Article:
“Technically almost everything is possible.” One of the first things I will say to a customer when they ask advice about IT related stuff. This is also true with Site Recovery Manager (SRM), an excellent tool for enabling Disaster Recovery within your vSphere environment.
And the focus here is on “for enabling”. SRM is a means to an end. SRM is a tool and not a goal. It al starts with the definition what needs to be protected. Most of the times SRM is already bought and paid for, but during the implementation the question comes up : “What do we need to protect?”.
This is the other way around. It the same as building a house, but you don’t know how many people need to live in it. It must start with a definition what needs to be protected. What do you want to be failed over in case of disaster. In what time do you want this to happen? And how much data loss do you consider acceptable?
These are just a few questions that need to be answered before building your Disaster Recovery solution. Thankfully VMware has created a book on this topic with the title “A Practical Guide To Business Continuity & Disaster Recovery”.
The picture above is from this book and defines the process that needs to be followed when implementing a DR solution. In companies where IT processes have been defined, for example by using ITIL, “Business Process” most of the times is already there. You can find the answers to you questions in Service Level Agreements (SLA) or other documents that define the agreements between the business and the IT department with regards to application requirements.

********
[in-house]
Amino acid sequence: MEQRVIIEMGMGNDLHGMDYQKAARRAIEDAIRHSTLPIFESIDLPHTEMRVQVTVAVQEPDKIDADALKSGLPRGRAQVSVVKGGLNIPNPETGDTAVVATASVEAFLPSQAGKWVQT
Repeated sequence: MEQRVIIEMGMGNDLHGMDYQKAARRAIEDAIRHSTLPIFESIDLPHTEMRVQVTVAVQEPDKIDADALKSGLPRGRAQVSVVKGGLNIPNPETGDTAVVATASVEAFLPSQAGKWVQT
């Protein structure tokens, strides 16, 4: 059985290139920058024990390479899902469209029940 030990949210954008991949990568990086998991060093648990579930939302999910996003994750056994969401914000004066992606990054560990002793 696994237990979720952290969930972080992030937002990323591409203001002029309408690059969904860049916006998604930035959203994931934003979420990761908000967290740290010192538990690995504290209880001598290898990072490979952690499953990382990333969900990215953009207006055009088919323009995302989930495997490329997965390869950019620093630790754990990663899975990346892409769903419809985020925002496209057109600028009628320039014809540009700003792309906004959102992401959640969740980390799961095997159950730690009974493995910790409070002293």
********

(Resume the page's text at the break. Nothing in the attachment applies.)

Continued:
Next is to define the applications that need to be protected by your DR solution. And especially insight needs to be created in the application chain. Most applications are depended on other applications for doing their job. So in case of a disaster it would be nice to have the complete application chain, in stead of just the web frontend. Products like VMware Infrastructure Navigator are nice tools to show these applications dependencies and to give you an overview of your applications chains.
After gathering this information the implementation of SRM is pretty straight forward. You can easily define your recovery plans and make sure that all virtual machines that need to be protected are identified and replicated to the recovery site.
Think first, build later… That’s what it all comes down to with SRM!
Great post, soo true!
Had a great discussion with two VMware PSO guys from the States that did lots of SRM implementations. On average, the first part of the project, where all the requirements where gathered and data classification was done, took in between 3 and 6 months, and was done on time and material base, and the actual implementation took between one and two weeks (excluding testing the recovery plans) …